Posts tagged ‘customer service training’

March 16, 2011

Is Staying Calm and Unemotional Exactly the Wrong Thing to do for Customer Service Employees?

Well yes, very probably, implies a new study.

This new paper by two Canadian psychologists reviews the academic literature on emotional intelligence and suggests that the ability to influence others as a result of one’s own displays of emotion is a distinct emotional ability with consequences in the workplace. 

Stephane Cote and Ivona Hideg argue that some people are better than others at showing appropriate emotions which influence the feelings, behaviour and attitudes of those around them.  http://opr.sagepub.com/content/1/1/53.full.pdf+html  

They propose that this ability to influence others through displays of emotions sits alongside other aspects of emotional intelligence that are currently better understood, such as the ability to perceive emotions or the ability to manage emotions.

Much is written about the contribution that emotional intelligence makes to the quality of customer service and academic studies show evidence of a link between various features of emotional intelligence and objectively measured job performance in customer service roles.  For example, research indicates that people who are more emotionally intelligent in terms of understanding and managing emotions, are rated higher in terms of customer service provision by senior managers (1).

However, there has been little attention focused on the role that expression of emotion plays in job performance and the authors contend that not only is it a genuine and measurable ability that is present to differing degrees in different people, but also that it is highly likely to have a direct effect, albeit moderated by other factors, on job performance.

So What Does this Mean for Customer Service Providers?

It means that customers like people who come across as positive about, and genuinely engaged in, the interaction and who seem to reflect appropriately the emotions they are experiencing.  And that because they like them, customers are likely to communicate more clearly, more warmly and more informatively, thereby making the customer service employee’s job easier.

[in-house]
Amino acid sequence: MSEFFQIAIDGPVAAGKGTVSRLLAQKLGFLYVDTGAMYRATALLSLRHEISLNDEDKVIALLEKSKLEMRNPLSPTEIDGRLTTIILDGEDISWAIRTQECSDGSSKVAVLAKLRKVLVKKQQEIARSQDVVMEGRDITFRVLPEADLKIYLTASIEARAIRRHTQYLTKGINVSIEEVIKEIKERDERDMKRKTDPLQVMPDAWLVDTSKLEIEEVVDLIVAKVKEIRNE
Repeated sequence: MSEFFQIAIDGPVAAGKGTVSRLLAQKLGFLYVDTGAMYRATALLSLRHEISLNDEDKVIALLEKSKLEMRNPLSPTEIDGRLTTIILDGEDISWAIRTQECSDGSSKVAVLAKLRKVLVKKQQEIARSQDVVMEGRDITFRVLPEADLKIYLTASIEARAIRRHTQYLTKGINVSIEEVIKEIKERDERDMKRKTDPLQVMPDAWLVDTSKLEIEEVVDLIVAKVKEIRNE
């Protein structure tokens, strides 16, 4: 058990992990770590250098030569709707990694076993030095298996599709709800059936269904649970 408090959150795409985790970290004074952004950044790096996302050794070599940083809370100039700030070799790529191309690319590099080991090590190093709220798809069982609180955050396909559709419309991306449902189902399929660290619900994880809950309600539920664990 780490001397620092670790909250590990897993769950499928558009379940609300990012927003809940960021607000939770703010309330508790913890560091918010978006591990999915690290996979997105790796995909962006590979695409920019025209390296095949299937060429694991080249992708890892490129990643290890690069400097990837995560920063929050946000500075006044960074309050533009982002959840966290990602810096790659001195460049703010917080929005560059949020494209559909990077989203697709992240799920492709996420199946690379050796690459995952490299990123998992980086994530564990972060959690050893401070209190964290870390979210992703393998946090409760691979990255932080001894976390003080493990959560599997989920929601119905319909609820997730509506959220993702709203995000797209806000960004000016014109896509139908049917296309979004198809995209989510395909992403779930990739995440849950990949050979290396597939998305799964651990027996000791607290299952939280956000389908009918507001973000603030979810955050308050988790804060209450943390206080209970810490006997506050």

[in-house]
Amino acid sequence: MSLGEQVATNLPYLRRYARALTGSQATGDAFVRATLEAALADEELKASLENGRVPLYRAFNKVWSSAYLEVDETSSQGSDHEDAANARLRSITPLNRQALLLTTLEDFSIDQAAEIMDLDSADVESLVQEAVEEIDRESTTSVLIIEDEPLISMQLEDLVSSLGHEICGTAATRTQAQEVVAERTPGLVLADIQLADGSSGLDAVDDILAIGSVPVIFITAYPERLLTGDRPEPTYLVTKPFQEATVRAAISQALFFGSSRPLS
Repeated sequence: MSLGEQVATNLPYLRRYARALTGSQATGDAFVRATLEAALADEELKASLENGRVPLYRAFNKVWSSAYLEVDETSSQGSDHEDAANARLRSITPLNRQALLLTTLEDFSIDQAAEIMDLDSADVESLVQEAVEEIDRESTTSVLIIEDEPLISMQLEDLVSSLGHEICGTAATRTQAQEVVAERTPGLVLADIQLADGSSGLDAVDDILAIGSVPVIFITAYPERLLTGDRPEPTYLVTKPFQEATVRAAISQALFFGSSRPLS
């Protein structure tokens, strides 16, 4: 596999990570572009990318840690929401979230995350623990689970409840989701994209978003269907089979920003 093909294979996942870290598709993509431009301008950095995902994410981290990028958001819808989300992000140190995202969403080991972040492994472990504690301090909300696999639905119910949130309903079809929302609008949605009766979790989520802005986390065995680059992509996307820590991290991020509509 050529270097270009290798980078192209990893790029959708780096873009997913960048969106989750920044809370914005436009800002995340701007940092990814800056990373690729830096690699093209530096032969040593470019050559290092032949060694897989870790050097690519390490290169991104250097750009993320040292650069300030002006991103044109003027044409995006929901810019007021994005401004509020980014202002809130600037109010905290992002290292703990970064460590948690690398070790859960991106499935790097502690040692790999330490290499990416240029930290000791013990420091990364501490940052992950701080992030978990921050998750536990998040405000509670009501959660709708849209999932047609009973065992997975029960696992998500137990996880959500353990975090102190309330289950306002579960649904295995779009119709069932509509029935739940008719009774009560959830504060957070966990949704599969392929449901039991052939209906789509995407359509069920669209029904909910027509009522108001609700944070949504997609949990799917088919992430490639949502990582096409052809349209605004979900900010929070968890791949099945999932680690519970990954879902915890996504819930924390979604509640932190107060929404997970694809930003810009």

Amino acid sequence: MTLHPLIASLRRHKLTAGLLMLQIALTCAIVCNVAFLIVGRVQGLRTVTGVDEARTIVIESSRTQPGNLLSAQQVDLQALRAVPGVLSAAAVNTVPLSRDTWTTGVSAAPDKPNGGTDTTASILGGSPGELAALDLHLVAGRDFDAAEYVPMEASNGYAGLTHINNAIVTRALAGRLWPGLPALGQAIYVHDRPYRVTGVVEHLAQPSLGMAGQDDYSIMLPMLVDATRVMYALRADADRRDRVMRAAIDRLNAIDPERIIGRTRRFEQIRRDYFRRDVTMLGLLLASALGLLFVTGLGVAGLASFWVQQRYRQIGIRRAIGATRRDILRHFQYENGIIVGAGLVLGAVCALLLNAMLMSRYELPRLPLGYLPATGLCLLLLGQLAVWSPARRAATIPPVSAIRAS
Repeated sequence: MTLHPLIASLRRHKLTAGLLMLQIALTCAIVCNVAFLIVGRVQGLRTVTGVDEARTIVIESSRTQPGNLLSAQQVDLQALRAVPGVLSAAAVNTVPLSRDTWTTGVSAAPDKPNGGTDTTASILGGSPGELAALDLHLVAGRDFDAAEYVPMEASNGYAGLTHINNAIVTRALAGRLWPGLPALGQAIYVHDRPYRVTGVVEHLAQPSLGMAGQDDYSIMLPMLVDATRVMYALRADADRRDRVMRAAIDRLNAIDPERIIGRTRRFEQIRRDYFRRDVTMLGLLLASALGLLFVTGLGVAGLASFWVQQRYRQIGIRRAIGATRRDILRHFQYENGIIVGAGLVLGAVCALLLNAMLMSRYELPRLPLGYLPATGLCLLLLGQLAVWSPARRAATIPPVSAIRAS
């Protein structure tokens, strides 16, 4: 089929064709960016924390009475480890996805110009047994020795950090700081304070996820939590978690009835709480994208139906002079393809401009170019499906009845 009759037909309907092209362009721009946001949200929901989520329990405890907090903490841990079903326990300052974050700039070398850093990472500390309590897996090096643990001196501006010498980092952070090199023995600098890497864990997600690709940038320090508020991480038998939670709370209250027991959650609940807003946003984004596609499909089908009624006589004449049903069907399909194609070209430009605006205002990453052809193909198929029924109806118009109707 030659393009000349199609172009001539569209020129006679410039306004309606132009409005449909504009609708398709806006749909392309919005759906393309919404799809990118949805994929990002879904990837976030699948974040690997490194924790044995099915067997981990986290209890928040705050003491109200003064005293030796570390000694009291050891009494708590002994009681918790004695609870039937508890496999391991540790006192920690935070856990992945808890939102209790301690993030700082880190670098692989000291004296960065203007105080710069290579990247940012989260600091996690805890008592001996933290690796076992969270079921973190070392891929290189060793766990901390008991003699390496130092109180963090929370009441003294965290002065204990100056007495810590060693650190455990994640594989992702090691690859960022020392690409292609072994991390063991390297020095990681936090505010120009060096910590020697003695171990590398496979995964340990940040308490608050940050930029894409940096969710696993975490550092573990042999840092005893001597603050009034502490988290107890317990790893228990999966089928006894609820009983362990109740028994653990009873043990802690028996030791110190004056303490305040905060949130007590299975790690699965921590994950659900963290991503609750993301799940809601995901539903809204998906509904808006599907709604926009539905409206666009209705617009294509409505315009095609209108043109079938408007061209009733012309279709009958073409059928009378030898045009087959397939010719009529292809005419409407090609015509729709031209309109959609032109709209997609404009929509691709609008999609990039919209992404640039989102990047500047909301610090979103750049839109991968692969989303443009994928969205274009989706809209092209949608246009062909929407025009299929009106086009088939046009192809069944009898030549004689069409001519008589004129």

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March 10, 2011

Natwest’s Progress Report on their Customer Charter: How much difference has it made?

Natwest’s customers may have been pleased when last June they announced their 14 Customer Commitments designed to make Natwest “Britain’s Most Helpful Bank”.

However, there may also have been some concern that the targets they set were somewhat modest, particularly on the measures to do with how people feel about their dealings with the bank.

For example, aiming for a target of 9 out of 10 customers being very satisfied with how friendly and helpful the service is, should prove far from impossible. Even more modestly, Natwest set themselves a goal of 75% of customers being satisfied in the way that their complaints were handled: that should be achievable surely?

To learn then that Natwest’s first progress report shows that they have not achieved these targets, and that levels of satisfaction with complaint handling is down at 57%, may have been a bit of a let-down.

http://www.natwest.com/global/customer-charter/g1/results.ashx

Of course when dealing with changes in organisational culture, 9 months is not long. Natwest say they have been re-training all their customer service staff in complaint handling and that “we know we have more work to do” on customer satisfaction with the friendliness and helpfulness of staff.

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